HTML5 new tags: video, track, embed, object, mark, progress, meter, time

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<video>

Embed a video into your document without requiring the user to have a plugin installed.

Even if the video and also audio tag are a nice addition, i think that right now it's better to use a javascript library to ensure backwards compatibility for older browsers. Those libraries will also make it easier to use the controls an have a controls layouts that are the same across all types of browser.

Video tag with fallback for flash player using object and embed tags, might look like this:


<video controls="controls" preload="auto" width="640" height="360">
    <source src="video.webm" type="video/webm" />
    <source src="video.mp4" type="video/mp4" />
    <object>
        <param name='movie'           value='player.swf'>
        <param name='allowfullscreen' value='true'>
        <param name='flashvars'       value='file=video.mp4'>
            <embed src='player.swf'
                    allowscriptaccess='always'
                    allowfullscreen='true'
                    flashvars="file=video.mp4"
            />
    </object>
</video>

HTML5 video players

HTML5video.org has a nice comparison page, video.js seems to be a good standalone HTML5 video player.

Fun with the video tag

If you want to have some fun with the video tag, checkout popcorn.js from mozilla foundation, you might want use it in your next project or visit the mozilla popcorn maker page to have some fun with videos online.

Can i use it today?

HTML5 Video today: take a look at youtube's HTML5 test page, vimeo's HTML5 player announcement or dailymotion's HTML5 page.

To get an overview of which browsers support HTML5 video and what codec they will be able to read, check out the can i use video page.

Yes you can use the video tag today, but you will need to use a polyfill javascript library for older browsers or you do a mix of video tag, with inside of the video tag the object tag to load a flash video player for older IEs and inside of the object the embed tag to load the flash video player for older firefoxes. On mobile smartphones this tags mix is also useful because most browser support the new tags but don't support flash which could be used for desktop PC browsers as fallback.

Fallback

For browser that don't support the video tag you could fallback to a flash player and use the h.264 videos as source. For example, you could use modernizr to detect if the browser supports HTML5, if it does not you load the flash fallback video player.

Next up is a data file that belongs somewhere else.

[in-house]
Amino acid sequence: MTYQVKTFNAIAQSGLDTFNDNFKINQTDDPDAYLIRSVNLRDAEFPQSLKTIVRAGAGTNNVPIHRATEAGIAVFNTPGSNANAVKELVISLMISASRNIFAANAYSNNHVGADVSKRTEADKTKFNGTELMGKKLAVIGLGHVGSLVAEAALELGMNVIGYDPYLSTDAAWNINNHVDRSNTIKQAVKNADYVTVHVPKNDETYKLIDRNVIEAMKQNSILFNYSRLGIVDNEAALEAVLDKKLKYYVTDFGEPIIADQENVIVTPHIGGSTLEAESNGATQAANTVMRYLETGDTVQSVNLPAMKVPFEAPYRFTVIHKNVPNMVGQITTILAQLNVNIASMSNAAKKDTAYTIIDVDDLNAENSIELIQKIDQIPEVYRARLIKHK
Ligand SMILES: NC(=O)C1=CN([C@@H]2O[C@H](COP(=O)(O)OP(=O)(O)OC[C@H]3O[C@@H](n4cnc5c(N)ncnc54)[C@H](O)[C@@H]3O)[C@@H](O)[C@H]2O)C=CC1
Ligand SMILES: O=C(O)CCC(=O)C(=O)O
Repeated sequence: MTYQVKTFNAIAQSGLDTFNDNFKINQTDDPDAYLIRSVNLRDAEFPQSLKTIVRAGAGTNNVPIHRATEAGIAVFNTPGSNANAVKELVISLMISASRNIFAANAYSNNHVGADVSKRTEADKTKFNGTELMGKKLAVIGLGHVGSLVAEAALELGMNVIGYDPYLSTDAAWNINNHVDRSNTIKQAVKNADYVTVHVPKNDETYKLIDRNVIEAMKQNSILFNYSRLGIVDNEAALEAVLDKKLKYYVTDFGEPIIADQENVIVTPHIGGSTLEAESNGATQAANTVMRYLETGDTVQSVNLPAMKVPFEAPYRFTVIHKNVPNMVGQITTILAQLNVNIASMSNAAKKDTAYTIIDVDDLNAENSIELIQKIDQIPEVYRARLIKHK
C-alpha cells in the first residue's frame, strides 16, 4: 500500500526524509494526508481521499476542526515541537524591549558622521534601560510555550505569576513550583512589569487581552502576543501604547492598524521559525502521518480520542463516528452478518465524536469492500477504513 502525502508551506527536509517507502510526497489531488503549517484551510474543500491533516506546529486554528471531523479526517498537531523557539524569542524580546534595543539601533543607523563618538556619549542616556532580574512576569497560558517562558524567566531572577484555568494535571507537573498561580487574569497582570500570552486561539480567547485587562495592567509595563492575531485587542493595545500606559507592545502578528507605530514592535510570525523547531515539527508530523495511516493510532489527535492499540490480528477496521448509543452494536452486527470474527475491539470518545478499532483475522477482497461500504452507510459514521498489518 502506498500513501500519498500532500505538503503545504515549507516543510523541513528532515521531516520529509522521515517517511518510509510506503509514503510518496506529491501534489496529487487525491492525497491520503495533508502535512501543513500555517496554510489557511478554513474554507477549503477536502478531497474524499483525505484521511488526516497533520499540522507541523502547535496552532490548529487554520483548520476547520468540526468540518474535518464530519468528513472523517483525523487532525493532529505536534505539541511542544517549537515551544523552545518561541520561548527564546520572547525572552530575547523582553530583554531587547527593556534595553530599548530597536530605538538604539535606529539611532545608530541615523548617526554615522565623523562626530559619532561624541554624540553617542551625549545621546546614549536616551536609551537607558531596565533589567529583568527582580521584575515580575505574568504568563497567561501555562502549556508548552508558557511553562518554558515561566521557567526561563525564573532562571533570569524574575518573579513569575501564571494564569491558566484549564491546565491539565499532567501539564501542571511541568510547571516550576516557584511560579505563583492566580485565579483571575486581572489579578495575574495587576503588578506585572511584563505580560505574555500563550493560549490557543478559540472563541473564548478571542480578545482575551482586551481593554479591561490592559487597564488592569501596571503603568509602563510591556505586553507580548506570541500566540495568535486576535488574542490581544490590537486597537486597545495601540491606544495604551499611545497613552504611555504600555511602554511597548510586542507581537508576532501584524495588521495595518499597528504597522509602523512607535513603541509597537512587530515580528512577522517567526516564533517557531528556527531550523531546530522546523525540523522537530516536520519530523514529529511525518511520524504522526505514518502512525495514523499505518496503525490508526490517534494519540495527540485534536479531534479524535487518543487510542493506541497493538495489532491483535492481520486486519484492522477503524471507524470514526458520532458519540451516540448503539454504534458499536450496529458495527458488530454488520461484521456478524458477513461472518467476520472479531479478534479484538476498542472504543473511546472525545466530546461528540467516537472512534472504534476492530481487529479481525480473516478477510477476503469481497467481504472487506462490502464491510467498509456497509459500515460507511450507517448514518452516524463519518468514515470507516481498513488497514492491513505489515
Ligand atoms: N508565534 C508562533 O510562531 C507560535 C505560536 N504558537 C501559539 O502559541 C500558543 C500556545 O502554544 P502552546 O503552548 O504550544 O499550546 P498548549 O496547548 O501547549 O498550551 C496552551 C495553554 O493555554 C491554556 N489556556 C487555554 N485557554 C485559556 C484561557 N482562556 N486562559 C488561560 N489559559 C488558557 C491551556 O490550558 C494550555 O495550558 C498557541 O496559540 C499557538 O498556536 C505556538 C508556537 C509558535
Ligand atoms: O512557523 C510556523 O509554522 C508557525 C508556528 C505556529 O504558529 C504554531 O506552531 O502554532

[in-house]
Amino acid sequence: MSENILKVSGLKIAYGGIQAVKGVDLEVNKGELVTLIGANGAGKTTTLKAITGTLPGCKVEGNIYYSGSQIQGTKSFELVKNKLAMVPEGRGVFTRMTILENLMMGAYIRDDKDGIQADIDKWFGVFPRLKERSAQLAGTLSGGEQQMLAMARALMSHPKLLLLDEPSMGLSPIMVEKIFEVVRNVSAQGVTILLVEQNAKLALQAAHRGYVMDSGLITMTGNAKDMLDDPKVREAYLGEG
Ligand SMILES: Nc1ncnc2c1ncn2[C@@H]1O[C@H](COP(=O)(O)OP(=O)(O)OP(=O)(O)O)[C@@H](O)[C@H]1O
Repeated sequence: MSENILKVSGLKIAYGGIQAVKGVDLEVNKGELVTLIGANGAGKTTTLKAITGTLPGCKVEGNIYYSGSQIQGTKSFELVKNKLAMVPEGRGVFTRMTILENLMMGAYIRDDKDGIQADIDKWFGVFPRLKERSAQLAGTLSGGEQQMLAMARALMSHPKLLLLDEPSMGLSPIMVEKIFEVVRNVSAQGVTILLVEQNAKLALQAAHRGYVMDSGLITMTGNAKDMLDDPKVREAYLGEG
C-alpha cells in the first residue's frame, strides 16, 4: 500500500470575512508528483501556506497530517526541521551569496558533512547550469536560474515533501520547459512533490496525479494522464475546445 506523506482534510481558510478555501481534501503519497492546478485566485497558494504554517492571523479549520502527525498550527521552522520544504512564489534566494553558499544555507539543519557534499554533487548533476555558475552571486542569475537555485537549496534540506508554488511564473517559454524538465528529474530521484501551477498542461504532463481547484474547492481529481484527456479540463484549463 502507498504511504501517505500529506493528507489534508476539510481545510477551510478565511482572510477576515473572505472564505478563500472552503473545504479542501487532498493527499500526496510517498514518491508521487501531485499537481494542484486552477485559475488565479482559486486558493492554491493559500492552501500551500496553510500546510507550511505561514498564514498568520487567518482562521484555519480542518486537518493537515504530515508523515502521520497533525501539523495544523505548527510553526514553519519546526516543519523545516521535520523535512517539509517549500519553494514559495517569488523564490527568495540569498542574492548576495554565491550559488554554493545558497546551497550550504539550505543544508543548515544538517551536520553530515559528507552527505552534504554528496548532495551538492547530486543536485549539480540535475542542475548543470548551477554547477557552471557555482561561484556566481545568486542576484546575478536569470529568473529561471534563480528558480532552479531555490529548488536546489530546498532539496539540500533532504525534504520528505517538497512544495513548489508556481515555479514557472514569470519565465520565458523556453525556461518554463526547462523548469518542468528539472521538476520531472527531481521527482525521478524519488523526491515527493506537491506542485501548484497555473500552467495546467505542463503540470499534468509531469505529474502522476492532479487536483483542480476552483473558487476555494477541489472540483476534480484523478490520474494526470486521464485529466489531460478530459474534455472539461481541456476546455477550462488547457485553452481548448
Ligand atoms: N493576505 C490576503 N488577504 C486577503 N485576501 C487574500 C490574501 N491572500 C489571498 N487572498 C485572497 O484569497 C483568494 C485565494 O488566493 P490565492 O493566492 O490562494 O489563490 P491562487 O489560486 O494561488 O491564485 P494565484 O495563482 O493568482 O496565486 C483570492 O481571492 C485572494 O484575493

Codecs

Lots of codecs exist, most browsers support two of them, fortunately we can regroup the browsers into two codecs groups:

safari, chrome and IE support h.264

chrome, opera and firefox support webm and ogv (Ogg Theora)

If you want to know why codecs are not part of the w3c standard anymore read about it on wikipedia and Ian Hickson's response on the whatwg mailinglist.

DRM (Digital rights management)

There is even a proposal for DRM in the works, something the industry wants to have, but lots of users and perhaps some browser vendors don't want.

<audio>

Same as video but for audio ;)


<audio id="example" controls="controls" preload="auto">
    <source src="song.ogg" type="audio/ogg" />
    <source src="song.mp3" type="audio/mpeg" />
    <object>
        <param name='movie'           value='player.swf'>
        <param name='allowfullscreen' value='true'>
        <param name='flashvars'       value='file=sound.mp3'>
        <embed src='player.swf'
                allowscriptaccess='always'
                allowfullscreen='true'
                flashvars="file=sound.mp3"
        />
    </object>
</audio>

Don't wonder if in other tutorials you find an attribute called "autobuffer" instead of "preload" used here. HTML5 replaced the autobuffer attribute (which had no default value), by preload which can have as values auto, metadata and none.

Read this interesting article, from the creators of cuttherope.IE about HTML5 audio, if you want to learn why they audio tag is not ideal to play lots of concurrent sounds and how they solved the problem. The library they used is soundmanager 2.

Real audio steaming is not possible (yet) using the audio tag, but there is a proposal from adobe.

the codecs questions again:

safari, chrome and IE support mp3

chrome, opera and firefox support ogg (Ogg Vorbis) audio files